The sport of pickleball takes the “Scout’s honor” approach to line calling in most settings, including most recreational play and most tournament play, as players are responsible for making line calls on the pickleball court. The exception to this may only be where there are line judges for all sides of the pickleball court – although the players on the pickleball court would still call the centerline on the serve. To help foster the sport of pickleball’s honor approach to line calling, Rule 6.D of the 2020 Official Rulebook for USA Pickleball establishes a code of ethics for line calling on the pickleball court. This “Code of Ethics for Line Calling” provides:
- Players must use their best efforts to be accurate.
- Players should only call a ball “out” when looking across a line if they can clearly see space between the line and the space where the ball lands.
- Players should call “out” balls promptly, using voice and hand signals (deaf or hard of hearing players may use only hand signals), which should be before the opponent(s) hit the pickleball. To note, voice and hand signals should be used regardless of how obvious the call may have been.
- Players must give the benefit of any doubt on a line call to their opponent(s). In other words, if there was any uncertainty, the opponent(s) win the rally.
- If a doubles team disagrees on whether the pickleball was “in” or “out,” then the ball will be ruled “in,” unless there is a referee, the referee saw the line call, and the referee rules the pickleball “in.”
- Spectators should not weigh in on any line call.
- Players should not question their opponent(s) line calls. However, if there is a referee, players may appeal to the referee at any time prior to the complete score being call for the next point.
- Players may ask their opponent(s) to make a line call. However, if the opponent(s) were unable to see the line call, then the ball will be ruled “in” and the opponent(s) will win the rally. As soon as a player asks the opposing team to make a line call, then that player has given up his or her right to make the line call.
- If the pickleball is in the air, and a player yells “out,” “no,” or other similar phrases to communicate with his or her partner in doubles play, then such voice communication is deemed partner communication and is not a line call. However, if the pickleball has bounced, then a line call will be deemed to have been made and play will stop.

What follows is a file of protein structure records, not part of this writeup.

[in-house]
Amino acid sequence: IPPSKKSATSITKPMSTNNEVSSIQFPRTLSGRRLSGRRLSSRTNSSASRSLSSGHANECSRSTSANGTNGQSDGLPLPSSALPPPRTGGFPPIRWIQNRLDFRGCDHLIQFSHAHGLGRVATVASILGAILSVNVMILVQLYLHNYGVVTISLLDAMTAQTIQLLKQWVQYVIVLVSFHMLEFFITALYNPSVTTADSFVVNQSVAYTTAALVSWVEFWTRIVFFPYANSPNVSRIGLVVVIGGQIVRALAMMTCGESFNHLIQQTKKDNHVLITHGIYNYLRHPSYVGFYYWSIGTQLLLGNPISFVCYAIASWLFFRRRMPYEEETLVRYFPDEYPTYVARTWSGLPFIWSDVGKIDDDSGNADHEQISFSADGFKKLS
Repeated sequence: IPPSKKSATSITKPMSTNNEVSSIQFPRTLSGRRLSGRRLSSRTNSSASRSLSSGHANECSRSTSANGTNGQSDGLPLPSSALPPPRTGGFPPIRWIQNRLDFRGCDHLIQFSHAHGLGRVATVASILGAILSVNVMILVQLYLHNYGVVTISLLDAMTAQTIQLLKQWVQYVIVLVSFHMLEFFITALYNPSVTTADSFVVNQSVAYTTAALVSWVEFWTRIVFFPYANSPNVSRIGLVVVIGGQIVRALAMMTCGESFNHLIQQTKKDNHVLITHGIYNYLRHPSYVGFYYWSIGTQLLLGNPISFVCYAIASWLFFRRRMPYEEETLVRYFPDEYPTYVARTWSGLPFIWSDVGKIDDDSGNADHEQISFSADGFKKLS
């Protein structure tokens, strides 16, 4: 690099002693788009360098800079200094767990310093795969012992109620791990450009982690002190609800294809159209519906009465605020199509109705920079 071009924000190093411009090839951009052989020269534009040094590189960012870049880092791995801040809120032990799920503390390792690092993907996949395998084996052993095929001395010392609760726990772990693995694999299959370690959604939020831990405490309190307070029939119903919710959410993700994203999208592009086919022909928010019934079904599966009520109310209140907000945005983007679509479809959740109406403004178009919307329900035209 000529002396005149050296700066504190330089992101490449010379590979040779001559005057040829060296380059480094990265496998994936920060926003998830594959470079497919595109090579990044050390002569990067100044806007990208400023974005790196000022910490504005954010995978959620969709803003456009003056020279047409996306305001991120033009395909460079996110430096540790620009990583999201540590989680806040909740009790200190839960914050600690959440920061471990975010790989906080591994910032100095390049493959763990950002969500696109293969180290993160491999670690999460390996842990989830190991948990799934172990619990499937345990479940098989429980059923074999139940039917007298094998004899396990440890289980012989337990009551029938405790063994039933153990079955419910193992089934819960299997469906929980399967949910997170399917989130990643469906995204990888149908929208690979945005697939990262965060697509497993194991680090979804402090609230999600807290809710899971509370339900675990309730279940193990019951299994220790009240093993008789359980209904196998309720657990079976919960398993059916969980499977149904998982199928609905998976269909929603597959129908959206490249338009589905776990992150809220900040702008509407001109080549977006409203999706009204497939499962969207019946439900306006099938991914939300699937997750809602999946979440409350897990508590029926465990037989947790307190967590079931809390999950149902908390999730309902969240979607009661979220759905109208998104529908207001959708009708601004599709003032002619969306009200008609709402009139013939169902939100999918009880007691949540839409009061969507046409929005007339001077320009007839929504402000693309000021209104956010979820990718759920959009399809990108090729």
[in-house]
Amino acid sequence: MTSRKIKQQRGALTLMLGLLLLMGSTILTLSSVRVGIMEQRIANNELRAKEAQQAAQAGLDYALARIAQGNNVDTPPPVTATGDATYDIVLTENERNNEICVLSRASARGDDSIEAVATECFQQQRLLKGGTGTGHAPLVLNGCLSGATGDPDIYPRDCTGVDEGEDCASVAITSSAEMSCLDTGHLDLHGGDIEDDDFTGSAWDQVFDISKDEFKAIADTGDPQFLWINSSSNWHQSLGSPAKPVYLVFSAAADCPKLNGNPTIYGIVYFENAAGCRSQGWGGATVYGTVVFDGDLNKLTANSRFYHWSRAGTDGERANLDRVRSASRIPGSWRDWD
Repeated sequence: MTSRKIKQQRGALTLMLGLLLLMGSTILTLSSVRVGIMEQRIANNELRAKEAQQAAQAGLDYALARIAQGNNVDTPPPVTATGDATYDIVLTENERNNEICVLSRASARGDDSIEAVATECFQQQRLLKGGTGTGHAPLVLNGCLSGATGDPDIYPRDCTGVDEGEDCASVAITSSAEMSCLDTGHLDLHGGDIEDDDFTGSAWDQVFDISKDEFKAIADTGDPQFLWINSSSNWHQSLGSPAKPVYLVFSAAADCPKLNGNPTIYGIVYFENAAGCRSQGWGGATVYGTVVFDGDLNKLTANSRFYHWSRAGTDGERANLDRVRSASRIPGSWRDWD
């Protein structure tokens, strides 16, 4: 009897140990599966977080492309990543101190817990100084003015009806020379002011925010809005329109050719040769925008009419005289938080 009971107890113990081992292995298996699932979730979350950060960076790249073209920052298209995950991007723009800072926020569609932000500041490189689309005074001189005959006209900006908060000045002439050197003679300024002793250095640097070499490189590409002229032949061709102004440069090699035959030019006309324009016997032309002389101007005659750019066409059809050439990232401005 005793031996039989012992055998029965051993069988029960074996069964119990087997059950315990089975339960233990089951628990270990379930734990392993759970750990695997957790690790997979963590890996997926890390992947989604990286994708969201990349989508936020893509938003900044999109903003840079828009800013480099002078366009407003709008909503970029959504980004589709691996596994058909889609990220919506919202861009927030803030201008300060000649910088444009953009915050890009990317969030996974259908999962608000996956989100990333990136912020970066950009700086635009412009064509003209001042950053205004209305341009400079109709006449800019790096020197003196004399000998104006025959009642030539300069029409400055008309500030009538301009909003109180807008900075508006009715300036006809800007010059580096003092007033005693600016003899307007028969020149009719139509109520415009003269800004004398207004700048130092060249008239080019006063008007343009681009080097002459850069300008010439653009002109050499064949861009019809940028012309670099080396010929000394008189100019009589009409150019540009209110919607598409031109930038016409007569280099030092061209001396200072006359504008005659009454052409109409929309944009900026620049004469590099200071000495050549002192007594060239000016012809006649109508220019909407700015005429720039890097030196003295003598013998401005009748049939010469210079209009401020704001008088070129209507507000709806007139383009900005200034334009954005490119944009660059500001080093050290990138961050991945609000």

- Players may (even when there is a referee and/or line judges) overrule a call to their disadvantage at any time.
- To note, if there is a referee:
- The referee will call foot faults on the serve and at the Kitchen Line. However, the players will still make other line calls.
- A player may ask the referee to make a line call at any time prior to the complete score being call for the next point. However, if the referee was unable to see the line call, then the referee will rule the ball “in” and the opposing team will win the rally. As soon as a player asks the referee to make a line call, then that player has given up his or her right to make the line call.
- If a referee overrules a line call, then the player(s) that did not make the line call will win the rally. In other words, the player(s) that made the line call will lose the rally.
- As mentioned above, if there are line judges, then the only line call that players are responsible for is the centerline on the serve.
Although there is a written “Code of Ethics for Line Calling”, it seems refreshing that the sport of pickleball fosters a culture of good sportsmanship by embracing an honor system for line calling.
Do you adhere to the “Code of Ethics for Line Calling” on the pickleball courts? How would you improve the line calling system in pickleball (if at all)?